Overcoats Buyers Guide

At Alexandra Wood, we love good overcoats. They feel luxurious, keep you warm, and polish up your winter look in a way that no other item of clothing can.

They’ve had a reputation as being a formal item of outwear – the coat you reserve for business wear or a nice night out, when in fact, they are a truly versatile piece of clothing that can elevate your casual, business and formal style very effectively.

Your overcoat is a timeless, wardrobe staple you’ll rely on for years to come, so it’s well worth making an informed choice and investing in the right one for you. From smart to casual, this guide will walk you through what an overcoat is, it’s purpose, the various styles you can choose from and how to wear yours.

What is an overcoat?

The short answer: it’s a warm coat worn over indoor clothing.

To elaborate, an overcoat was created as a long coat in a thick fabric worn as the outermost piece of clothing. Staying toasty warm in the peak of Britain’s harsh winters was the main priority, so the overcoat usually fell to slightly below the knee.
In contrast, a topcoat is shorter length, and made in a lighter weight fabric.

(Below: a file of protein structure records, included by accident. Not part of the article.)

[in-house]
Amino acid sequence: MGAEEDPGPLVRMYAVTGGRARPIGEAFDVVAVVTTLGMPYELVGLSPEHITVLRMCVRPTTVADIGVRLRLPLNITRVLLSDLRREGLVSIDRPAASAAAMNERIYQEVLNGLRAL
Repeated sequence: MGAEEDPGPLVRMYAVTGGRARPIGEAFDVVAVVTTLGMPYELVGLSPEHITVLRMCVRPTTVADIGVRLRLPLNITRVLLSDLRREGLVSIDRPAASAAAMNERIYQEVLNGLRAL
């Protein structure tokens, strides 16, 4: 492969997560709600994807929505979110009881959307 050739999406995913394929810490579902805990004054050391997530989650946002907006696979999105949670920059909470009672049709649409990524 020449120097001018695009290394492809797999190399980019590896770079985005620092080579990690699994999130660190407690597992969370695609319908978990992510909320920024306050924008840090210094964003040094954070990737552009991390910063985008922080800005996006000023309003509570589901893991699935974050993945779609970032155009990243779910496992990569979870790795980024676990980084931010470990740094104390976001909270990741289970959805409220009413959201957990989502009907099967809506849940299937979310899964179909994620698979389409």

Overcoats were (and often still are) designed with a larger fit so it could be worn over a full suit.  Today, you’ll find slimmer fitting options, in single and double-breasted designs, and classic and fashion-forward styles.

When and where would you wear an overcoat?

If it’s cold enough to see your breath in the morning air, it’s time to wear an overcoat.  Overcoats are an item for the depths of winter, and due to their warmth aren’t comfortable when the seasons are in transition.

Typically, overcoats – particularly the smarter Chesterfield or Covert Coat – are worn when commuting around the city over a suit or business-casual attire.  They’re also the only acceptable coat to be worn over a formal suit for Christmas or New Year balls and cocktail parties.

But don’t let their formal reputation fool you – a body coat, car coat or covert coat are perfect for casual work meetings, Sunday lunches, evenings out with friends, or strolling around town. These casual versions are also more suited to weekend visits to country towns.

What is the best colour for a classic overcoat?

Typically, the classic options are black, navy, charcoal and camel, mainly because they pair so beautifully with suits. However, with the smart-casual movement firmly setting in as the everyday dress code, and men being a little more daring wardrobes, the world is now your oyster in terms of colour.